ately, I've seen several blog posts from writers apologizing for not blogging more, not posting first thing in the morning, or doing their very best to make their blog a staple among readers.
When I see a post like this, I sense an uncertainty in the writer, a lack of confidence in their own abilities. Whether this is real or imagined, that perception is there, and I typically don't go back for another look.
Let's be clear about blogging: It is a marketing necessity, but it
should still be fun. When you start stressing yourself out about
posting to your blog, it no longer becomes fun. That attitude sucks the
joy write out of sharing tidbits about yourself, your work and your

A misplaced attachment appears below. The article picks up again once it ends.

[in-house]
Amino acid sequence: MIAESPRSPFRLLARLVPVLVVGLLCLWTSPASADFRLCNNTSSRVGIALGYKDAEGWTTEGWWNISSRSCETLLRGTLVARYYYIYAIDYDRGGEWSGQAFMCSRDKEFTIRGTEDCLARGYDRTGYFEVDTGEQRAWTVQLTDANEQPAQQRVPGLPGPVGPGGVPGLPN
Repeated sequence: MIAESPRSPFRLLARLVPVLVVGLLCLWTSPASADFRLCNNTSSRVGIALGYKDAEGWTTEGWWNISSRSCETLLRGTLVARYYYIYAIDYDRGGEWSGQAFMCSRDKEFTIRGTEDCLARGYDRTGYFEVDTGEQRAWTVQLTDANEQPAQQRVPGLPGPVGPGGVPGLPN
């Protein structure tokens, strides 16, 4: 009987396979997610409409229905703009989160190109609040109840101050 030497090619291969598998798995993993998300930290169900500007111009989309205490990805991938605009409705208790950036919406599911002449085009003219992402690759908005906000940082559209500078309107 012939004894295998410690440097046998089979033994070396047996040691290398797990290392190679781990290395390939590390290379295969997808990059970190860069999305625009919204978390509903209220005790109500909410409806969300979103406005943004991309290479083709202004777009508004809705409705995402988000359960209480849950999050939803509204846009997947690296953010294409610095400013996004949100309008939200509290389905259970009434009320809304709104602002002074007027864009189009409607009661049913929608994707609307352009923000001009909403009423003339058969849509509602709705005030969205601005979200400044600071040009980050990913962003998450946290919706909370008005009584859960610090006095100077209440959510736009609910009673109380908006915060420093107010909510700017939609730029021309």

life with your readers.
If you miss a day of posting, enjoy it, and the next time you write, tell your readers what you were doing. Don't apologize for having a life outside the virtual realm. Don't feel so tied to your blog that you feel guilty for doing something else.
One way to avoid guilt is to create reasonable blogging goals. These will be different for each individual, as we all have different responsibilities in our lives. If you are realistic in your goals, then you won't have the guilt because you will know your limits and set out to accommodate those from the beginning.
If daily blogging doesn't work for you, try three times a week. Many successful blogs only post on Mondays, Wednesdays and Fridays. Try a few different times of the week, and see what works best. When you find your rhythm, stick to it. You will find yourself in blog heaven, with no stress about posting, and you will be able to enjoy yourself while you write thoughts for all the world to see.0